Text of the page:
Some people just stood and stared for hours on end. There was much to see.

And, despite them making us all stand for hours on end, , there was even a range of open- source tiny chairs for you to admire. A great day was had by all.

Bogus the Fungyman
2 - 05 - 13

Having installed a new spam filter on the Fish recently, I thought I should just check to see if an ordinary comment can get through – as this post has been unusually quiet. Or maybe it’s just crap and uninteresting. Anyway, here is a non-spam comment to test the waters, from an obviously bogus name

Maximus
2 - 05 - 13

Hmmm. Well, that works fine. And no genuine comments therefore.
I’ll just talk to myself in the corner here then….
Incidentally – the spam filter works well!

davidp
2 - 05 - 13

I’ll be the first genuine comment then.

The “5 rotor helicopter” has six rotors.

I bought a cheap radio controlled helicopter from Dick Smith a couple of months ago. It cost under $30 and I fly it around my apartment. It is more fun than pretty much anything on the television.

Maximus
3 - 05 - 13

Oops, sorry, caught out again. Yes, 6 not 5. Can’t even count!
Yes, those little choppers are great fun – but what I really want is one of those 4-bladed copters that are controlled by tilting your phone – very, very cool. Pricey though – about $800? The big 6 bladed chopper in the pic was many thousands worth…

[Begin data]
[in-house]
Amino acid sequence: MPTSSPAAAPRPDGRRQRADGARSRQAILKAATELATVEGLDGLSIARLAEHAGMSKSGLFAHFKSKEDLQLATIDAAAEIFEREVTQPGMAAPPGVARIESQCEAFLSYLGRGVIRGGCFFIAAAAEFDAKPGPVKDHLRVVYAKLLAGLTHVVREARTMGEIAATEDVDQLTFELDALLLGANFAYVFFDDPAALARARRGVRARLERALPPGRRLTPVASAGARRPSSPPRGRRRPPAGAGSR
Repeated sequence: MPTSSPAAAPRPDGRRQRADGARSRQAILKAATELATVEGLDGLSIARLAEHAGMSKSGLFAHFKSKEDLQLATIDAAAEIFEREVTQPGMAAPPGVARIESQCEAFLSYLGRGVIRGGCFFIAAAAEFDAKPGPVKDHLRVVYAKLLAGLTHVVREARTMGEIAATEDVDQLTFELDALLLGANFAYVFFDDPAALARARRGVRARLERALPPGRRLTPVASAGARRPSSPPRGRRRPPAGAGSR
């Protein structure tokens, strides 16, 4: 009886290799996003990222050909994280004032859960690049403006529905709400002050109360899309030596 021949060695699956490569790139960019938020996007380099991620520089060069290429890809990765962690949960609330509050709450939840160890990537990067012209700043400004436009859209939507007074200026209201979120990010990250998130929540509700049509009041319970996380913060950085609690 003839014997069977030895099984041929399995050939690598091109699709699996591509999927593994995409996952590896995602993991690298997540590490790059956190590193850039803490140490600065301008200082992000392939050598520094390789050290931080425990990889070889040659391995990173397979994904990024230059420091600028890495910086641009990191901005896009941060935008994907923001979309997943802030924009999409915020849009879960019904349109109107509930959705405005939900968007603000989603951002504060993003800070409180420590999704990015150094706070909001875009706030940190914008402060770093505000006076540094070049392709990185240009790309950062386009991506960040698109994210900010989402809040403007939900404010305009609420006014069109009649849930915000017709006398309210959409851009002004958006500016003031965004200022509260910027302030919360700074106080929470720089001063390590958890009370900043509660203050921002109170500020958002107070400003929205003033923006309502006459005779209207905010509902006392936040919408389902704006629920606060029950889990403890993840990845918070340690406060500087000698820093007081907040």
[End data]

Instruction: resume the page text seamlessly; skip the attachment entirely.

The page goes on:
davidp
3 - 05 - 13

Micro helicopters are being driven by phone technology. We all want tiny phones that run for a couple of days on a battery charge. That has led to the development of tiny power-efficient CPUs, tiny long lasting batteries, tiny radio receivers and transmitters, tiny antennas, tiny accelerometers and flux gate compasses and gyros, and tiny cameras. Slap a rotor on a phone and you have a cool micro-helicopter that can beam video back to the controller and also stabilise itself. It is a fun hobby and can also be commercialised, although my understanding is that (at least overseas) government regulations are holding commercialisation back.